V. Discussion of Results

What accounts for variations in FDI flows from advanced to middle and low-income countries over the recent period? And how have these flows explained the varying growth experiences across these countries? In this paper, we offer some answers to both questions. We find that FDI outflows to low-income countries depend on economic conditions in advanced countries, with recessions in the G7 contracting FDI flows to countries. Low-income countries, however, are particularly sensitive to interest rate movements or changes in financing conditions in advanced countries, with the magnitude of this association increasing in the recent period. We also find that FDI is increasingly associated with growth in low-income countries during the recent globalization period.

The interest-rate sensitivity of FDI outflows to low-income countries could reflect a variety of reasons. As noted by Frankel (2008), real interest rates are an important influence on real prices of minerals and other commodities, where the bulk of FDI to low-income countries is concentrated.31 Financing of FDI in the extractive sector also differs from equity investment, a mode of financing FDI that is more commonly observed in non-resource rich countries. For instance, FDI in the extractive sector is more reliant on inter-company debt transactions, which tend to exhibit the same degree of volatility as international debt flows that are highly sensitive to international financing conditions (World Bank, 2004).32 Finally, FDI in the services sector, such as tourism and financial services, which is important for low-income countries in the Caribbean, also tends to be more sensitive to borrowing conditions in advanced countries (ECLAC, 2008).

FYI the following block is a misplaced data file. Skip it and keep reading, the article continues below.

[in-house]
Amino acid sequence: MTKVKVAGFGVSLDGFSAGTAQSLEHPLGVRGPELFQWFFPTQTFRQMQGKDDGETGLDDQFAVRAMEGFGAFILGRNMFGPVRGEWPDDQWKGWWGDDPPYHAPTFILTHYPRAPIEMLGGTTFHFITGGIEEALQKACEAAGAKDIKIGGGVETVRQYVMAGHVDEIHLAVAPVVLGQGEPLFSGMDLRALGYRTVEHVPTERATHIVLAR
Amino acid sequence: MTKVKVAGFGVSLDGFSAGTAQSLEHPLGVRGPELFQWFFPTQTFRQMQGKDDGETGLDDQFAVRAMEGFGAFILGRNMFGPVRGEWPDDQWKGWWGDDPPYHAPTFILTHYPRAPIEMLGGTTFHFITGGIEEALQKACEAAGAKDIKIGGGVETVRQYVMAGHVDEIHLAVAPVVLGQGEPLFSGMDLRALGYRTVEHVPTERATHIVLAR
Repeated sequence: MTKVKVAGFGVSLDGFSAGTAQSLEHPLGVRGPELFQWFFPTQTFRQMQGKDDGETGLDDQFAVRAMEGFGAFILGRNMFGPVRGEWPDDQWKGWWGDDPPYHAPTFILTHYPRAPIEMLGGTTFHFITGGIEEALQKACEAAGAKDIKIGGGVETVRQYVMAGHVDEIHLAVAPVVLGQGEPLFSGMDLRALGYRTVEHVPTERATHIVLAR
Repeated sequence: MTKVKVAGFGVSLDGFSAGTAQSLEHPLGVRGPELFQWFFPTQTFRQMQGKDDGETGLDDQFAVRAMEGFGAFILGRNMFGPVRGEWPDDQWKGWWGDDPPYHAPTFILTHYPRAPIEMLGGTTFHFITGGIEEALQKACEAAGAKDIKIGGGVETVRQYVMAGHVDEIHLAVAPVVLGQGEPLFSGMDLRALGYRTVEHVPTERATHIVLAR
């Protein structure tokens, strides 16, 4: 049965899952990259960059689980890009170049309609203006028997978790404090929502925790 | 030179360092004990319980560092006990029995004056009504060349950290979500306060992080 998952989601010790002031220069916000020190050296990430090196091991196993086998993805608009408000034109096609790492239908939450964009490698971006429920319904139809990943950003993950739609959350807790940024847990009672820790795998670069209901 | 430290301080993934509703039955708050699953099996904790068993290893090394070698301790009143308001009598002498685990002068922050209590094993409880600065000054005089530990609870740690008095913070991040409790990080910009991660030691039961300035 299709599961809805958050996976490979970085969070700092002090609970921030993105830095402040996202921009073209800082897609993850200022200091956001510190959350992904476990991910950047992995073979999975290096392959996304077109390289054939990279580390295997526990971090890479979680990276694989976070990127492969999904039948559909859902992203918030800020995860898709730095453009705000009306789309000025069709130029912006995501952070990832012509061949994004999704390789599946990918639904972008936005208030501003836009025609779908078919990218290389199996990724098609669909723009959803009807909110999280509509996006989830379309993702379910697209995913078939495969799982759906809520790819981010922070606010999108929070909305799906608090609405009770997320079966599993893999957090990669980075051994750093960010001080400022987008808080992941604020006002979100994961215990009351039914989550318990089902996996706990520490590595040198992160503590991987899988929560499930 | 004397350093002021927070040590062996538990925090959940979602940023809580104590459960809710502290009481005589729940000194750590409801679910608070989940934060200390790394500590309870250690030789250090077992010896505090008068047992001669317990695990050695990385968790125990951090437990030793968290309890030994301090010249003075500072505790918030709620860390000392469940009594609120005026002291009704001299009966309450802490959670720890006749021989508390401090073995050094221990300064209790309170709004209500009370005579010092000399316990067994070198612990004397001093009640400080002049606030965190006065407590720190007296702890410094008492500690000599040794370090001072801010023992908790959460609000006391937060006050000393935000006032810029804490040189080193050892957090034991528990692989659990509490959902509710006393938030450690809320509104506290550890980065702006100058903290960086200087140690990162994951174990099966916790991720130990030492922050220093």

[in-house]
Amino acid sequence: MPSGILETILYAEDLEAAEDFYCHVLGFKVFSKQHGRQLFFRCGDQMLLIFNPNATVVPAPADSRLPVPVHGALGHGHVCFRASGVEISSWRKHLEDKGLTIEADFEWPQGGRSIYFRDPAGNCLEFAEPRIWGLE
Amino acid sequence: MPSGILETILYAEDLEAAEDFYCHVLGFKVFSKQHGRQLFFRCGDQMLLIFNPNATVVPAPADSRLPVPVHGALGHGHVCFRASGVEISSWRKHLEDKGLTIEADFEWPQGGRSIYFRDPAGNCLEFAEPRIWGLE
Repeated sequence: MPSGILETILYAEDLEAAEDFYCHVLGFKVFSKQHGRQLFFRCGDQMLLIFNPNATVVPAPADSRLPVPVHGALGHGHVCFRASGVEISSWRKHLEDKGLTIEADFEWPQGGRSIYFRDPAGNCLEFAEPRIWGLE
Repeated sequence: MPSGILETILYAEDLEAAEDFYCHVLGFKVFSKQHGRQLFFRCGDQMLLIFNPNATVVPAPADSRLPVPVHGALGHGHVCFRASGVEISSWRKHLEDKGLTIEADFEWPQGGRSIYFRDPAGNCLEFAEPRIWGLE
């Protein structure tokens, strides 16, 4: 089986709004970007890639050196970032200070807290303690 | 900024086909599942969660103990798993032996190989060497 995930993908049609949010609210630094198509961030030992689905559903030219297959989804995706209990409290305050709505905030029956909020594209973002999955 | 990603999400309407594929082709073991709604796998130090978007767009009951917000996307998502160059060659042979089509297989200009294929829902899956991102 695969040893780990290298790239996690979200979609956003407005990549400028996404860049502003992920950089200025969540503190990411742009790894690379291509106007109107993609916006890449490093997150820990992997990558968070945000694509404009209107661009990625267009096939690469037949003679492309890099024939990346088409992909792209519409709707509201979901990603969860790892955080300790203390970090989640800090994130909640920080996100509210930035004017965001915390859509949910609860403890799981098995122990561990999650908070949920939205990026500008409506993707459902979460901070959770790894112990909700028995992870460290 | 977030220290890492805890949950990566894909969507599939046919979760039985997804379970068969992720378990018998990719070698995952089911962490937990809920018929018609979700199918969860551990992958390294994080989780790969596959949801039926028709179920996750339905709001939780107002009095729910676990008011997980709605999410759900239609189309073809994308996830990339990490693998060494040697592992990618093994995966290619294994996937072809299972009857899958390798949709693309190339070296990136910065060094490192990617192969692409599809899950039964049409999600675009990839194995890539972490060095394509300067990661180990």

Going forward, our empirical results suggest two key risks to the economic outlook for low-income countries coming from the behavior of FDI. First, international interest rates could rise. Currently, the global price of risk is being held down by low policy rates and quantitative easing in advanced countries and this may mitigate the effect on low-income countries in the short run. In the medium-term, as monetary easing is withdrawn, interest rates in advanced countries are expected to rise. New regulatory measures to rein in excessive risk-taking by financial intermediaries may also constrain global liquidity in the near future. As a result, there is substantial uncertainty regarding future external financing conditions, which depends, in no small measure, on fiscal risks in the G7. While the effect of a rise in interest rates on FDI should be lower than on debt and portfolio flows, parent firms could face higher capital costs with the tightening of financial regulations, and these are likely to reduce their ability to finance individual projects.

A second risk arises from the direct negative impact of recessions on FDI outflows from the G7. The current recession has been the most severe in recent history. Already, FDI to low-income countries on average fell by over 30 percent in 2009, relative to pre-crisis levels. The strength of the rebound in many advanced countries has been moderate, with prospects for a self-sustaining recovery in economic activity in advanced countries containing significant downside risks. In view of these considerations, our analysis indicates that an important medium-term risk to growth in low-income countries may stem from a sustained reduction of these flows.

What steps can developing countries take to moderate the impact of a potentially precipitous decline of flows from the G7? One possibility is to look for other source countries. To some extent, the reduction in North-South flows could be offset by a surge in South-South flows, with countries like China, South Africa, Russia and Brazil taking the lead. FDI flows from these new players, however, remain small relative to total FDI (UNCTAD, 2006). Nevertheless, South-South FDI is expected to be more resilient than flows from advanced countries, owing to the significant role of state-owned enterprises, limited reliance on international debt markets for financing, and continued efforts to gain access to energy and minerals assets (World Bank, 2010).